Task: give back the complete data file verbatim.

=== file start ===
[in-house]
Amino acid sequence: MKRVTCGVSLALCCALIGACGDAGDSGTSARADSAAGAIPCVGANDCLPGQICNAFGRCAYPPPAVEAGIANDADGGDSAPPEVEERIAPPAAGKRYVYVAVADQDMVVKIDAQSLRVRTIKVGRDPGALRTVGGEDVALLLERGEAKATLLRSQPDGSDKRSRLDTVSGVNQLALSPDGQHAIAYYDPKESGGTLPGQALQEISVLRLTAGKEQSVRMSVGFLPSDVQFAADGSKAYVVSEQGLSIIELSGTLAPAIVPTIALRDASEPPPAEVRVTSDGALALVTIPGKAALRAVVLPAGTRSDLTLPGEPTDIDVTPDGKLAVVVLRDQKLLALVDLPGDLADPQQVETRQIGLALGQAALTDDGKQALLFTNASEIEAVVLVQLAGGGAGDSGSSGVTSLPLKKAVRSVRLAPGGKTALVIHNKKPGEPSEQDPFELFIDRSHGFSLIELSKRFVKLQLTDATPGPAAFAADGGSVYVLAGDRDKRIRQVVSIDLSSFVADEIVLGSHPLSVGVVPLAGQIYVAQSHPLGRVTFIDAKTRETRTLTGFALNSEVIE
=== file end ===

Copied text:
[in-house]
Amino acid sequence: MKRVTCGVSLALCCALIGACGDAGDSGTSARADSAAGAIPCVGANDCLPGQICNAFGRCAYPPPAVEAGIANDADGGDSAPPEVEERIAPPAAGKRYVYVAVADQDMVVKIDAQSLRVRTIKVGRDPGALRTVGGEDVALLLERGEAKATLLRSQPDGSDKRSRLDTVSGVNQLALSPDGQHAIAYYDPKESGGTLPGQALQEISVLRLTAGKEQSVRMSVGFLPSDVQFAADGSKAYVVSEQGLSIIELSGTLAPAIVPTIALRDASEPPPAEVRVTSDGALALVTIPGKAALRAVVLPAGTRSDLTLPGEPTDIDVTPDGKLAVVVLRDQKLLALVDLPGDLADPQQVETRQIGLALGQAALTDDGKQALLFTNASEIEAVVLVQLAGGGAGDSGSSGVTSLPLKKAVRSVRLAPGGKTALVIHNKKPGEPSEQDPFELFIDRSHGFSLIELSKRFVKLQLTDATPGPAAFAADGGSVYVLAGDRDKRIRQVVSIDLSSFVADEIVLGSHPLSVGVVPLAGQIYVAQSHPLGRVTFIDAKTRETRTLTGFALNSEVIE